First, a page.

Resources

Intrinsically disordered proteins and their dynamic multivalent interactions

Pipette filling test tubes


Background    

Protein–protein interactions (PPIs) are fundamental to all cellular functions. The mechanism by which we understand these interactions has evolved since the early “lock and key” model1 to the “induced fit”2 and “conformational selection3 which now takes into account protein dynamics.

In the past thirty years or so however, a new type of protein has become recognized which does not adhere to these established models. The emergence of Intrinsically disordered proteins/regions (IDPs/IDRs) have emerged as a new type of protein that take part in a large proportion of PPIs. Unlike ordered, globular proteins; IDPs have no fixed structure and can interact with binding partners in a multitude of ways. IDPs bind to their partners through, what has been described in the literature as, “fuzzy” interactions and in doing so still retain various degrees of disorder4.  The concept of “fuzziness” initially referred to differing levels of structural heterogeneity and flexibility in the complexes formed which included IDPs.

In 2017 a new term was proposed to replace “fuzziness”; dynamic multivalent interaction (DMI). The definition of DMI is when two or more ligand binding sites on the receptor protein bind to two or more binding sites on the ligand5. Presently, DMIs of IDPs result in a dynamic ensemble of protein complexes with heterogeneous conformation, promiscuous binding, stoichiometry and kinetics. In short, these DMIs allow for a plethora of subtly variable interactions that serve in promiscuous functional roles.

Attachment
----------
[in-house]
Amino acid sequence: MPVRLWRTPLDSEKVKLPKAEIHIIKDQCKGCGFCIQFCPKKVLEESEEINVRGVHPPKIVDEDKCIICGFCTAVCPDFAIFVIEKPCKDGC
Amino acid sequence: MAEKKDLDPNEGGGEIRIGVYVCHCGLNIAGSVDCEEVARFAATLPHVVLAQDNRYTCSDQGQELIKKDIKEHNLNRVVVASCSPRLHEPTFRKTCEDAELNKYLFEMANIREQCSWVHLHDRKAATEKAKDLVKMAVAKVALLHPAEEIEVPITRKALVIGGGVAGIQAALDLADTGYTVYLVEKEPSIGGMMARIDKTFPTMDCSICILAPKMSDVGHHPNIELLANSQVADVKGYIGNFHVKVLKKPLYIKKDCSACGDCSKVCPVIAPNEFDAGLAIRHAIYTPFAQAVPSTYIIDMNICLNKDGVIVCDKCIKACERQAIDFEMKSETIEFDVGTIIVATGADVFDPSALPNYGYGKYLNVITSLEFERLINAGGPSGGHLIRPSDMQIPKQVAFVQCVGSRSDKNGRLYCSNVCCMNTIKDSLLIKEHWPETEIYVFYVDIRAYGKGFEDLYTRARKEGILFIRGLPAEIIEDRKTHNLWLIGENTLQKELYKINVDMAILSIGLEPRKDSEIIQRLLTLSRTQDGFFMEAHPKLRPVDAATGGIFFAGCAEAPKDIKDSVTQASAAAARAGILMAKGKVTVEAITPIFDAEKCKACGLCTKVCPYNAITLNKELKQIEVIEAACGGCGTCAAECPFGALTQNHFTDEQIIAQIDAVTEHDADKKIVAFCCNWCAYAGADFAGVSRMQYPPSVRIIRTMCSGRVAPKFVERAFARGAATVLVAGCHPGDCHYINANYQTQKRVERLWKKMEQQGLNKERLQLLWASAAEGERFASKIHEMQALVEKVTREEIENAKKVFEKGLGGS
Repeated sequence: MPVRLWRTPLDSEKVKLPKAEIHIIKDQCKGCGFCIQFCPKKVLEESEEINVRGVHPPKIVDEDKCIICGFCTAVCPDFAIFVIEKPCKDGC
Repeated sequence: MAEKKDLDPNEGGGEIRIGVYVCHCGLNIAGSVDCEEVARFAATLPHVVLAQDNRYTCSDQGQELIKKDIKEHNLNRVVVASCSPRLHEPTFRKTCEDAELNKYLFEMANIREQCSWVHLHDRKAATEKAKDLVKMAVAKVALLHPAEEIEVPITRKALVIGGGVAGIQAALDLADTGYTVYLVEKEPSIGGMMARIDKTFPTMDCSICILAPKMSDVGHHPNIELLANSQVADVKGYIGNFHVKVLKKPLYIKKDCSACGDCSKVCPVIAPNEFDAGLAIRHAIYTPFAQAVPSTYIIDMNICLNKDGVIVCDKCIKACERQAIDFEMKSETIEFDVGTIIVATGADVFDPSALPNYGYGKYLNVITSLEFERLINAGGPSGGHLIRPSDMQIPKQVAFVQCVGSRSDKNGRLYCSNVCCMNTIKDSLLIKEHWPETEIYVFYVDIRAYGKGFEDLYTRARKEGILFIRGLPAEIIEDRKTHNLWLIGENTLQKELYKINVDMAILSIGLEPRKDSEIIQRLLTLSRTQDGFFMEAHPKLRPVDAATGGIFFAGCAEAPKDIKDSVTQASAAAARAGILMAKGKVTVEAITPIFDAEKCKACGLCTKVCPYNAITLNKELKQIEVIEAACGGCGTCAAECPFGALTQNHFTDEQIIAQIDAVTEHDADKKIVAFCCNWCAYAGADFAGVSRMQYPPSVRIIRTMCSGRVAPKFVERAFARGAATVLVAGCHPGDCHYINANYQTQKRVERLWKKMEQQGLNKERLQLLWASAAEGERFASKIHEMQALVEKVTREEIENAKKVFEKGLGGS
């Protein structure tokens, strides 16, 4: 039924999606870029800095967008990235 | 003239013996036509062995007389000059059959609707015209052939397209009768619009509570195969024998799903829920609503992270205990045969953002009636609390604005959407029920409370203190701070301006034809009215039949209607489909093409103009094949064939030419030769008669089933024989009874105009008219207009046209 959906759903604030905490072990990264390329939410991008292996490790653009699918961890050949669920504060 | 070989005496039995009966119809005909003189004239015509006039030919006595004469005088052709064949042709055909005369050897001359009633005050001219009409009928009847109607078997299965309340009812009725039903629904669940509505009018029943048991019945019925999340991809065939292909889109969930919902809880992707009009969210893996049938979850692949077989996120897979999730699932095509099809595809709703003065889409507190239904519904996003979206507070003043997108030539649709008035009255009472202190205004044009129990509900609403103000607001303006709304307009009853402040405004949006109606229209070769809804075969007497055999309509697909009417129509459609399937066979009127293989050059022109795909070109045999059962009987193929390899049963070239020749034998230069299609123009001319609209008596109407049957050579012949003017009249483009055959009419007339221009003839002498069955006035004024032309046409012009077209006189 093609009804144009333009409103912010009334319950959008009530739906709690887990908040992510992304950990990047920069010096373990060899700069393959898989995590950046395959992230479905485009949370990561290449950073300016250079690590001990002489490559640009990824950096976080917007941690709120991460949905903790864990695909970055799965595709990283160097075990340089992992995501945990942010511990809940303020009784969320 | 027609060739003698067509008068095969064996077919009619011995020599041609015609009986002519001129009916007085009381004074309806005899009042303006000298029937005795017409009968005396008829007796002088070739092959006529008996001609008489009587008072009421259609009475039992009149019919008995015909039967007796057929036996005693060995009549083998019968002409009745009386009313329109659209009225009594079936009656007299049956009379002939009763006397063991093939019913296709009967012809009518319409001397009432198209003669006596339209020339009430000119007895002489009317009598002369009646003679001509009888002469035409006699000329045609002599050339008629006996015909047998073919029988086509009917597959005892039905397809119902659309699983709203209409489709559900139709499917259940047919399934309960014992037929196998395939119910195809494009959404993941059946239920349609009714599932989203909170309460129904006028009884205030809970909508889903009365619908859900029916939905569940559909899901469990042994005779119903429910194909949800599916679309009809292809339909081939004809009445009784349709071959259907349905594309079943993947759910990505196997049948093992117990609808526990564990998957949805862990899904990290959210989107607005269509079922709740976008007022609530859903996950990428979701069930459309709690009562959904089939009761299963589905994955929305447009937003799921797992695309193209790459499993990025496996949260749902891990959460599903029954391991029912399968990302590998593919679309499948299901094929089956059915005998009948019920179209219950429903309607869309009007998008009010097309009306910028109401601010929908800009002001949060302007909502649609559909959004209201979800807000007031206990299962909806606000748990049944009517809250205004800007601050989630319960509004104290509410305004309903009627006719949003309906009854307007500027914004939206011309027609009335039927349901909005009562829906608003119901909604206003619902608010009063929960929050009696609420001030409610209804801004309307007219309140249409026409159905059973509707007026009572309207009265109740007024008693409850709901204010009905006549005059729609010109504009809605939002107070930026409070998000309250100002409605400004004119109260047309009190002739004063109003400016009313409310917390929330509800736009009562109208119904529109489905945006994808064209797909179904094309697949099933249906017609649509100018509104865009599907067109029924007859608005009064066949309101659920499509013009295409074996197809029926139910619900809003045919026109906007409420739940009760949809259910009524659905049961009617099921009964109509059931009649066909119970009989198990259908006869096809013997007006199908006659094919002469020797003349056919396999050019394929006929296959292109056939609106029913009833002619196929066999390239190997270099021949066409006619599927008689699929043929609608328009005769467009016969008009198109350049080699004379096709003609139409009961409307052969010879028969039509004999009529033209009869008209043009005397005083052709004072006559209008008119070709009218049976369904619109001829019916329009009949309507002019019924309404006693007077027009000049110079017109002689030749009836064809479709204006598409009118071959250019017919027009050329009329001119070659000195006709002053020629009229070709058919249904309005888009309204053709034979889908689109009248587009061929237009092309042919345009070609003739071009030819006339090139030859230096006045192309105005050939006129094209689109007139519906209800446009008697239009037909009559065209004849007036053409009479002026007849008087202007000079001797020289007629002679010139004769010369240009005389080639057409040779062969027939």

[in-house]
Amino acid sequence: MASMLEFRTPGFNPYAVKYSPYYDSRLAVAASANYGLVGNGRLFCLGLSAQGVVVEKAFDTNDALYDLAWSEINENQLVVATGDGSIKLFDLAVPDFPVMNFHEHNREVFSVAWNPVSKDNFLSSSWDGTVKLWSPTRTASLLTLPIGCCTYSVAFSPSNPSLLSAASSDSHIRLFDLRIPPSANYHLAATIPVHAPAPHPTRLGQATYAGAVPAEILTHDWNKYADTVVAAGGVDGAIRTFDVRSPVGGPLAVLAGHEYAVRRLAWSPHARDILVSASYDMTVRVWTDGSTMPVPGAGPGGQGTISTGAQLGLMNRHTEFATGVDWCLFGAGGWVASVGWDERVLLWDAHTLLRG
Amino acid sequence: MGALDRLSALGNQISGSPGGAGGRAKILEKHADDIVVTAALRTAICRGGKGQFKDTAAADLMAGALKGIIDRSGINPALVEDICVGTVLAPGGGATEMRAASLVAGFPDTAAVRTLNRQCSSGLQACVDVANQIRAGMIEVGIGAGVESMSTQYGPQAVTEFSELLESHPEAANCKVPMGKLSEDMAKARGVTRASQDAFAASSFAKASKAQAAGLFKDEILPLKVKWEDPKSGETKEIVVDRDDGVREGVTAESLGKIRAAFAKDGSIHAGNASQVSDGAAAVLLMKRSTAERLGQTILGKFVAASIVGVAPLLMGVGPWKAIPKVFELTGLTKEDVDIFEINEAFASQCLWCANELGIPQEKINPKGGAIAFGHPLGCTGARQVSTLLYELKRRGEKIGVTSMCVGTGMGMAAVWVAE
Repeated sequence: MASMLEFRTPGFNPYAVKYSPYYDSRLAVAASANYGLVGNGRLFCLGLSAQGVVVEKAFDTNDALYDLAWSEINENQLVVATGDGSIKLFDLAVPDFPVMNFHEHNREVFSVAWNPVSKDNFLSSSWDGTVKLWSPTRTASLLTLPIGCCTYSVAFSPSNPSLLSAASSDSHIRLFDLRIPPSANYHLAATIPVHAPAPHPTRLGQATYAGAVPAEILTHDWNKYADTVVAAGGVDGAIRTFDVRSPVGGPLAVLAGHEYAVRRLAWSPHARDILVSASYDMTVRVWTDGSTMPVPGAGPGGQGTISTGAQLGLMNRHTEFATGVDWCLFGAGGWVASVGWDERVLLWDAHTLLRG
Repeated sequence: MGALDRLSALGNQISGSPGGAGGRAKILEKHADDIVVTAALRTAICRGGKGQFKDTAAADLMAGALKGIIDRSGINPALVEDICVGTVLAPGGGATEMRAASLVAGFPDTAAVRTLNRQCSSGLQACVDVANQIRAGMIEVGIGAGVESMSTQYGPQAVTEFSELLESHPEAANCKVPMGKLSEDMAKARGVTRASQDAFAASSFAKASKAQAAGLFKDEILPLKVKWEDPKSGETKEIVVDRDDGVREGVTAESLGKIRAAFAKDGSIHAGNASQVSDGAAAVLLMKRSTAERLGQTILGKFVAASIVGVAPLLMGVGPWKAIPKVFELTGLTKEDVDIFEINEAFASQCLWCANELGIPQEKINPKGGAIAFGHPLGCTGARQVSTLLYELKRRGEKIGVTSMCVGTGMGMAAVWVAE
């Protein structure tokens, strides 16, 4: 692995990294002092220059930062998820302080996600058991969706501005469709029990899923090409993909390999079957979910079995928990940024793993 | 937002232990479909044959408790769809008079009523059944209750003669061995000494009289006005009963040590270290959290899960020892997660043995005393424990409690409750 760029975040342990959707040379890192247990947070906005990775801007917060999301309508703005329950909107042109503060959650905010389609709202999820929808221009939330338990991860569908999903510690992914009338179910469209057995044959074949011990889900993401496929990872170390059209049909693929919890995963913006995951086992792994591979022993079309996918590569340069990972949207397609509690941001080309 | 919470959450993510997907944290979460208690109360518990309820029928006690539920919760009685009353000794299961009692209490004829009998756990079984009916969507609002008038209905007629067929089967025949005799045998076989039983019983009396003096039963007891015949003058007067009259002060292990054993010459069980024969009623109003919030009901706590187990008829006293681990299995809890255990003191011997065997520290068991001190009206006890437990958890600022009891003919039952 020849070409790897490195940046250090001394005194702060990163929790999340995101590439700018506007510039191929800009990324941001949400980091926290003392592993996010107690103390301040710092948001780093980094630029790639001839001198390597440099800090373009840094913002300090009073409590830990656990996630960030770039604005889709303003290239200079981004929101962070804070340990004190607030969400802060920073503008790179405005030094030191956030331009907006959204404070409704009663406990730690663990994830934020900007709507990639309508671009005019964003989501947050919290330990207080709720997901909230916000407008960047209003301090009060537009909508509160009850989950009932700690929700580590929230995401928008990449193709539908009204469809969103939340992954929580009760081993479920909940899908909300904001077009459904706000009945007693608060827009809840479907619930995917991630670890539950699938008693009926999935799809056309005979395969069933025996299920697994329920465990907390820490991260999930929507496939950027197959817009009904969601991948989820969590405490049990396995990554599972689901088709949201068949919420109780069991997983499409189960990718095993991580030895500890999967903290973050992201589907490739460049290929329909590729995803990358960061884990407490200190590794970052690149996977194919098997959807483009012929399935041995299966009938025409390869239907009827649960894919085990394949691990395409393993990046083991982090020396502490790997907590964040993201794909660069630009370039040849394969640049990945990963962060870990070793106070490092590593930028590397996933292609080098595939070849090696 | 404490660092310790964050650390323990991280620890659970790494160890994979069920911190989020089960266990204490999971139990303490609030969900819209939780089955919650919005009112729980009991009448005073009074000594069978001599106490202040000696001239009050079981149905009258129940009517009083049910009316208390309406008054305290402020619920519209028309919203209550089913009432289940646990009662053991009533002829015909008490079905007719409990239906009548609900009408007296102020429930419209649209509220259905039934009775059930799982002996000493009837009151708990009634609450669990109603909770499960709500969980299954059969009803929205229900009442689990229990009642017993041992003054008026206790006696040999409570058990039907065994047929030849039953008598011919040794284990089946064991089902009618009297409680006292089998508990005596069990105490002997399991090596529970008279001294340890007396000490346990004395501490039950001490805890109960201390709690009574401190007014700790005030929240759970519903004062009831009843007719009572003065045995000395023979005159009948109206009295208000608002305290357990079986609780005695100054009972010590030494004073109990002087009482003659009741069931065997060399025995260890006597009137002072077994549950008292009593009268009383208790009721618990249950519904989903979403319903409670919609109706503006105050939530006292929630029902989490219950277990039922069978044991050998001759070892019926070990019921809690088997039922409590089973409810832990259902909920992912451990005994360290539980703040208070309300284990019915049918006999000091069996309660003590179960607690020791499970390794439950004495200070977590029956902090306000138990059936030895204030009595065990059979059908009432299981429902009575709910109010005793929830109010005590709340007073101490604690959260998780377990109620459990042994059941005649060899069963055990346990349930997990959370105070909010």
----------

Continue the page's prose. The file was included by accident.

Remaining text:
Fig 1 for IDP article pt 2

 

Figure 1: Examples of dynamic multivalent interactions (DMI) with IDPs. A) DMI with specific site pairing. B) DMIs facilitating the transport of a protein. C) DMI with binding promiscuity. D) DMI exhibiting heterogeneous stoichiometry. E) Highly fuzzy interactions between a pair of IDPs. Source: Weng & Wang, 20206.


DMI with a specific binding site pairing

As shown in Fig 1A) there is one type of DMI where the binding sites on the IDP and its partner are one-to-one. The binding site pairs may have different affinities and the bound IDP exhibits residual dynamics from binding/rebinding at weak binding sites to local conformational fluctuation. An example of this was recently highlighted in a paper that elucidated the binding affinities of TAZ1/TAD-STAT2 complex. Briefly, the weakly binding part of TAD-STAT2 was found to undergo fast binding/rebinding, which is a property that could be important for binding to multiple partners7.


DMI and heterogeneous stoichiometry

In instances where IDPs and/or their binding partners have multiple binding motifs which can bind to the same or similar target sites/motifs, the interaction could lead to heterogenous stoichiometry of the complex6. The formation of a dynamic complex which possesses heterogenous stoichiometry has now been proven to be a mechanism for tuning transcriptional regulation8.  Likewise, there has been a recent study that revealed the DMI between intrinsically disordered tau protein and tubulin results in heterogeneous stoichiometry of tau-tubulin complexes9.